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Stunning 2011 Vintage Ports

Kim Marcus
From the Print Edition:
Ron Perlman, January/February 2014

Port wine and fine cigars, few pairings in the world are their rivals. And when the stars align as they did with the just released 2011 Vintage Ports, the marriage is sublime. The cellar masters of the Port lodges of northern Portugal have produced dozens of stunning wines that are the essence of great Port, powerful and filled with ripe, luscious and sweet dark fruit flavors; rich spice and chocolate notes. The best have the stuffing to age for decades.

Vintage is the pinnacle of quality in the Port world, representing just two percent of production. They are the product of one of the world’s most beautiful, wildest and traditional wine regions: the Douro River Valley. It is home to tens of thousands of acres of terraced vineyards that are rooted in granite and schist. In 2011, a wet winter was followed by a warm, dry summer that kept yields low and the flavors extraordinarily concentrated. To top it off, harvest conditions were ideal.

Vintage Port is not made every year. Only after a house decides its wines have reached a quality level that signifies something special (typically only a few times a decade) will it choose to label Port by the year it was produced, thus signifying a vintage. The key factor is the ability of the wines to age, primed by a mix of powerful fruit flavors and muscular tannins. And all the major Port houses made declarations in 2011. Most of the best are the products of several sites that are themselves planted with a combination of three or more of Portuguese native grapes, led by the likes of Touriga Nacional, Touriga Franca, Tinat Barroca and Sousão.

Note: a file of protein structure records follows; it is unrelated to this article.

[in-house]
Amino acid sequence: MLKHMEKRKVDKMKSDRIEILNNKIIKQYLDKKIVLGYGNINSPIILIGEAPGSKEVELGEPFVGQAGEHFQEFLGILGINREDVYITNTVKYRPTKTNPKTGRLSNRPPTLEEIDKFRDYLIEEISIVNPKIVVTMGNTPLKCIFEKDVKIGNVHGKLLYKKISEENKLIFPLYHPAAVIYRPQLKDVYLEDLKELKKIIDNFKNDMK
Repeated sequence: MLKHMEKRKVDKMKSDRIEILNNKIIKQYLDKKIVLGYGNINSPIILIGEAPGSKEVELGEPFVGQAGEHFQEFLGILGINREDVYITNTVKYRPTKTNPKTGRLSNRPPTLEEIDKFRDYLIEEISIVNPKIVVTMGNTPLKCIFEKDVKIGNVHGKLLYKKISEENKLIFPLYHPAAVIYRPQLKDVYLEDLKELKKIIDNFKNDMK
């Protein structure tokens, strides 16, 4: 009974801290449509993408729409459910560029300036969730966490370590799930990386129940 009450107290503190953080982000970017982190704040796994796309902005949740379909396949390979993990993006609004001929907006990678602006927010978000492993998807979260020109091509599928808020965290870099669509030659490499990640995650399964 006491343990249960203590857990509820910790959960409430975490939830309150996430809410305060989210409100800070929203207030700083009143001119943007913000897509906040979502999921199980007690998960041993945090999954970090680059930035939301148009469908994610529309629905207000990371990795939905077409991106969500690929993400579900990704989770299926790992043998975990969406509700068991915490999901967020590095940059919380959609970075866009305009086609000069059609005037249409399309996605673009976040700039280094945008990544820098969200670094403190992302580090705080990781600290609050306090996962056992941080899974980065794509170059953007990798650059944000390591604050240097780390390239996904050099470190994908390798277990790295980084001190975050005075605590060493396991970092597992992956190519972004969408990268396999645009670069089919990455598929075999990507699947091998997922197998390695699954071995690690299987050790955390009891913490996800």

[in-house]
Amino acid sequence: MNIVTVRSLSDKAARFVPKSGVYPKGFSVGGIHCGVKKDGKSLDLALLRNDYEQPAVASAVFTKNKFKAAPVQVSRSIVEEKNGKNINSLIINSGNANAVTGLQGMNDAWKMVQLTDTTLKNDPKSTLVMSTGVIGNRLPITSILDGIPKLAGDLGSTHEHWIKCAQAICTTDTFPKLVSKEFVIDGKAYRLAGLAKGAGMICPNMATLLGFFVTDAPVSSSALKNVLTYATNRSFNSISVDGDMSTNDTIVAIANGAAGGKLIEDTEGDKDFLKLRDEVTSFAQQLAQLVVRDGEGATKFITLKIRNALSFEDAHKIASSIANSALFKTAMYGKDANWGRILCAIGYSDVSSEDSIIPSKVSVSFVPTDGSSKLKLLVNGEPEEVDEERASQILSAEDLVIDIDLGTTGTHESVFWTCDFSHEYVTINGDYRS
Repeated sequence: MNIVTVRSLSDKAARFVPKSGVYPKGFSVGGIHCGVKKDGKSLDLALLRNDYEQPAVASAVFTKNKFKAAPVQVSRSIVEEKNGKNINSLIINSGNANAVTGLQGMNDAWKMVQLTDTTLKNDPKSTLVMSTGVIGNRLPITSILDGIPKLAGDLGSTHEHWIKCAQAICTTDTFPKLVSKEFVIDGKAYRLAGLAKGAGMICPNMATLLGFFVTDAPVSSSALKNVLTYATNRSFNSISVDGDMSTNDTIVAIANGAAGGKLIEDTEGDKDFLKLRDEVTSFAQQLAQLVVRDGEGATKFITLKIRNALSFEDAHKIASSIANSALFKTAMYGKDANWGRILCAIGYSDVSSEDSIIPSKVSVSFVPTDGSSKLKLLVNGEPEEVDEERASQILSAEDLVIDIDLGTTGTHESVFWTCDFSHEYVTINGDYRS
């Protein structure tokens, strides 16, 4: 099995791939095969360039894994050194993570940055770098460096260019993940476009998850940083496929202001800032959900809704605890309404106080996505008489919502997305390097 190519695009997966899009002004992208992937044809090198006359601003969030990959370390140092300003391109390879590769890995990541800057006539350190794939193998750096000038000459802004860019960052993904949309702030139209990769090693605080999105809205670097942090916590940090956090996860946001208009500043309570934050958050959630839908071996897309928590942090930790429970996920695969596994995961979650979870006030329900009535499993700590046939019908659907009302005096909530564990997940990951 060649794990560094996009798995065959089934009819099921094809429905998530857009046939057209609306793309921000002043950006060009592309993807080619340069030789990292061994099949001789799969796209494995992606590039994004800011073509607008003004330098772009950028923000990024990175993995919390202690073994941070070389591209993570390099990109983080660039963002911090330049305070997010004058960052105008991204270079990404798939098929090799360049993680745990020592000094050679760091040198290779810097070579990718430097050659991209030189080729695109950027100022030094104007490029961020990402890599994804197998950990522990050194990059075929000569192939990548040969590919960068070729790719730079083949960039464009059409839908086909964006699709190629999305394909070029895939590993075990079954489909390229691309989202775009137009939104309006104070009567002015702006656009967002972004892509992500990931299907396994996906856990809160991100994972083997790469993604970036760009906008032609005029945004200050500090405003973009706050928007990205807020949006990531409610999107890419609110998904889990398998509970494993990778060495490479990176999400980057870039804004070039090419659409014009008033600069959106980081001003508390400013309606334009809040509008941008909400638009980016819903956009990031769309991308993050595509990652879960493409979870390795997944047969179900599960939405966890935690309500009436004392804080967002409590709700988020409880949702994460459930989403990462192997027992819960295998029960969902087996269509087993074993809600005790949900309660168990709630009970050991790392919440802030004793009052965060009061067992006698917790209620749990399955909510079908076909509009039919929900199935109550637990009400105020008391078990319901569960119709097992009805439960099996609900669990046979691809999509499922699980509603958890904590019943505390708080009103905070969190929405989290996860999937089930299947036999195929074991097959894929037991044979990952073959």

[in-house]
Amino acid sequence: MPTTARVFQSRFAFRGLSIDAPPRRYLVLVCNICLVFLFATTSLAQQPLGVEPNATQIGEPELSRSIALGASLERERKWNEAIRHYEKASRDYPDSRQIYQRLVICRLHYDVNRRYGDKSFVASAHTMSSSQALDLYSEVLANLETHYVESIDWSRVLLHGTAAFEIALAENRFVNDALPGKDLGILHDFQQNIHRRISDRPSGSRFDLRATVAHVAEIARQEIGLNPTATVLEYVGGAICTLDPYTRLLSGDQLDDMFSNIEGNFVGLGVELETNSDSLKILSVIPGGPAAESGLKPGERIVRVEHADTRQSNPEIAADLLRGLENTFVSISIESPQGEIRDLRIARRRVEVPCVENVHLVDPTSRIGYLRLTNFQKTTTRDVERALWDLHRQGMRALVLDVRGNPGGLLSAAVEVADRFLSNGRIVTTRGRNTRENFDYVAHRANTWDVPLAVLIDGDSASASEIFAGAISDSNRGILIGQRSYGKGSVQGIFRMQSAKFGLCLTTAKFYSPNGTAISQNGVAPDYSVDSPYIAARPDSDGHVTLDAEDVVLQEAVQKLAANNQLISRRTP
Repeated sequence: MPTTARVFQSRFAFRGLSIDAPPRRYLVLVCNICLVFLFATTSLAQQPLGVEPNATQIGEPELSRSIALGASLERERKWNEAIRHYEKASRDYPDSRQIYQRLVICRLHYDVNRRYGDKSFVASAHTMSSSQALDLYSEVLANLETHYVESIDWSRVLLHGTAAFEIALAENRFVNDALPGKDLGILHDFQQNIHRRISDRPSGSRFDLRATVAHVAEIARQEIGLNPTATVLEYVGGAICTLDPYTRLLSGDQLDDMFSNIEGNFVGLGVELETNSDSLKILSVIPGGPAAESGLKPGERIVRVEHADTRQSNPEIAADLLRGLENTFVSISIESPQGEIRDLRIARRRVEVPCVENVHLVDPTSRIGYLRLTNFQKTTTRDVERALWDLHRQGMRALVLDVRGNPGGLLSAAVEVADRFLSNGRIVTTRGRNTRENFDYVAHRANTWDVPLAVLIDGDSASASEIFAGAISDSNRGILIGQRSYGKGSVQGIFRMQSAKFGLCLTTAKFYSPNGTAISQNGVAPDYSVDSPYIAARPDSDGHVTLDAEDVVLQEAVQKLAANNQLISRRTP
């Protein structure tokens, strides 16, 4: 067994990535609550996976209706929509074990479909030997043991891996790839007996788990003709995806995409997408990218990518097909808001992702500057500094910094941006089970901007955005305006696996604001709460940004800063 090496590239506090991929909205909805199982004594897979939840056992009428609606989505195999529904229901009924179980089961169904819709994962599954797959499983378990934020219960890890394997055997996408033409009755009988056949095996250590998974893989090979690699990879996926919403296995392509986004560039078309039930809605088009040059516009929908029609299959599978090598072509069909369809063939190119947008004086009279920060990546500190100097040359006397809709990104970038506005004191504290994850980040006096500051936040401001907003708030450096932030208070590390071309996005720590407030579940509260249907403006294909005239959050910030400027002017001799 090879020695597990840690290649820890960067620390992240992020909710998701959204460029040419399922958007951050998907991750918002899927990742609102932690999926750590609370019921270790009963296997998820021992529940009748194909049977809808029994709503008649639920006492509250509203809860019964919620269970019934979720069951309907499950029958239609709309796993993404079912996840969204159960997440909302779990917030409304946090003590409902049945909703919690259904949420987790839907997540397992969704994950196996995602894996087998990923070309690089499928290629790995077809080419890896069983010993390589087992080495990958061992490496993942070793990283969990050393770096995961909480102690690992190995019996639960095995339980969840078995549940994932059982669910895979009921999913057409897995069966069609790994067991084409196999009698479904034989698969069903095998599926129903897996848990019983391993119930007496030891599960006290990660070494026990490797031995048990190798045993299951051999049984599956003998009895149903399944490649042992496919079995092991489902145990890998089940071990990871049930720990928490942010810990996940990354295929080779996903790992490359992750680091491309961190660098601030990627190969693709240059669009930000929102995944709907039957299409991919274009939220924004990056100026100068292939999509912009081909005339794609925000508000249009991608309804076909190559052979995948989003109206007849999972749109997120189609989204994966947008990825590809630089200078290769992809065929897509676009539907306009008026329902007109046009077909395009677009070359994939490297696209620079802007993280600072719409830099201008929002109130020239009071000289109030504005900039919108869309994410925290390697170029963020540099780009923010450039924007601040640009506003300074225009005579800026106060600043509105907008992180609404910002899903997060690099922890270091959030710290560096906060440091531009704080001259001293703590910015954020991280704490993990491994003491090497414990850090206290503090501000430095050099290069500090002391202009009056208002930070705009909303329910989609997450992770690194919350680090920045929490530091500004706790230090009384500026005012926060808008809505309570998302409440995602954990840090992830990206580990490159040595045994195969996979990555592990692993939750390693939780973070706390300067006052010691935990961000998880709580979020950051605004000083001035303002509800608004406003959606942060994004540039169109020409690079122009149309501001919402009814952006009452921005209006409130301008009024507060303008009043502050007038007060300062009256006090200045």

This is winemaking at its simplest and most direct. Once harvested, the grapes ferment (many after being foot-trodden in large granite basins called lagares) for two or three days—but only to about six or seven percent alcohol. Then, Port truly takes on a life of its own as powerful brandy is added, simultaneously fortifying the wines and halting fermentation, which keeps the fruit pure and sweet. The wine is then aged in large cask for a year, blended and kept in the cellar for another two years of aging before release.

While tempting to open immediately, the 2011s are best cellared for at least 15 years so they can grow into themselves. With time, their alcohol and fruit will mature into silky, seamless and seductive wines that are complex and heady. And while that wait may be long, the prices are some of the most reasonable for great wines today. The highest scoring 2011, Dow’s (99 points on Wine Spectator’s 100-point scale) is just $82 a bottle; it offers concentrated dark fruit, chocolate and spice flavors.

Other great wines from the vintage include: lithe and minerally Fonseca (98, $116); Quinta do Vale Meão (98, $50), very sleek and refined; the velvety Churchill’s (97, $75); the Taylor Fladgate (97, $116), filled with red fruit flavors; and the effusively juicy Croft (97, $93) and Ramos Pinto (96, $80). And for those searching for rarities, there is the famed single-quinta Port, Quinta do Noval Nacional (98, $650), which comes from a single seven-acre plot in the middle of the Douro.

The 2011 vintage for Port is truly a monumental achievement and deserving of your attention.

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